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Deaf ASL Interpreters on DPAN for US Presidential Debate

Interpretation

In the absence of ASL interpreting services in official presidential events, DPAN has commissioned several ASL interpreters to provide interpreting services on the organization’s livestream during the election season.

The US presidential debates have never commissioned ASL interpreters to provide interpreting services for the event, forcing millions of Deaf and hard-of-hearing viewers to rely on a flawed, live closed captioning system to experience one of the presidential election season’s most important events. In response to the debate’s lack of ASL interpreters, the Deaf Professional Arts Network (DPAN) has livestreamed the debates with ASL interpreters assigned to each party during the debate. Along with two other ASL interpreters who were assigned to interpret President Trump and debate moderator Chris Wallace, deaf ASL interpreter Regan Thibodeau expressed excitement over the chance to push for more representation for Deaf and hard-of-hearing citizens.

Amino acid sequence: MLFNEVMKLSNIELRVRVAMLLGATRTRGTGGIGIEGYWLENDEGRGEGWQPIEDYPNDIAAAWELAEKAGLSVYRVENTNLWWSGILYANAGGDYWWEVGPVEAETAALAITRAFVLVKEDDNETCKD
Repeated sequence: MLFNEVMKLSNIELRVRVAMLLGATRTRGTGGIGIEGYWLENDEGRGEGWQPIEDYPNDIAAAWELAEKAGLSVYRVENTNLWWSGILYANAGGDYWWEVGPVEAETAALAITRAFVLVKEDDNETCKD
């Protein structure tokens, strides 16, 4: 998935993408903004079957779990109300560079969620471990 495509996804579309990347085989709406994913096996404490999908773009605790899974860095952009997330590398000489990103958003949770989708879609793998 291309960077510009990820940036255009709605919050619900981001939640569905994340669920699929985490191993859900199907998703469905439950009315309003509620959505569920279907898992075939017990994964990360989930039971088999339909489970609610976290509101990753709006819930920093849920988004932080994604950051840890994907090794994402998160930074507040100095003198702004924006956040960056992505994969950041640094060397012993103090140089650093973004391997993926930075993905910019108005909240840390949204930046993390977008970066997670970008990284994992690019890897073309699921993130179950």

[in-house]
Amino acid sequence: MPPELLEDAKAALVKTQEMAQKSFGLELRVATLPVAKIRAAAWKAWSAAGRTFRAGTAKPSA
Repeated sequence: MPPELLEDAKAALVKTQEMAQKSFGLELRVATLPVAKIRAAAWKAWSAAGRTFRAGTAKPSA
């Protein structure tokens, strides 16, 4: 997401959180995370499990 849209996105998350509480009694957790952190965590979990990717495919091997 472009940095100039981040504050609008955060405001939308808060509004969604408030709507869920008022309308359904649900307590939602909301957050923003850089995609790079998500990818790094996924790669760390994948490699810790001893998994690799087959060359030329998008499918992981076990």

The National Institute on Deafness and Other Communication Disorders (NIDCD) reports that 37.5 million American adults over the age of 18 report some trouble hearing, and nearly one million Americans are functionally deaf according to the US Census Bureau. Responding to increased calls for ASL interpreting services, the Commission on Presidential Debates released a statement promising a format change for upcoming debates but has not made any official statement yet on improved real-time accessibility options.

This led organizers at DPAN to take it upon themselves to provide the vital interpreting service during the first debate. A non-partisan organization, DPAN was originally created to extend music and music culture to those who are Deaf and hard of hearing, but the organization has now moved into interpreting the debates to ensure the same community has equal access to voting information.

“Impartiality, people really need to be aware of the importance of that. Who I am interpreting for does not reflect who I am as a person. It does not reflect my beliefs and values. It only reflects my interpreting value of access,” Thibodeau said. “It’s not just making faces. It’s not just being animated. There are linguistic meanings behind it and nuances when you tilt your head to the left, to the right, to the back, to the front. It is very complicated. Not something you can learn in two years at all.”

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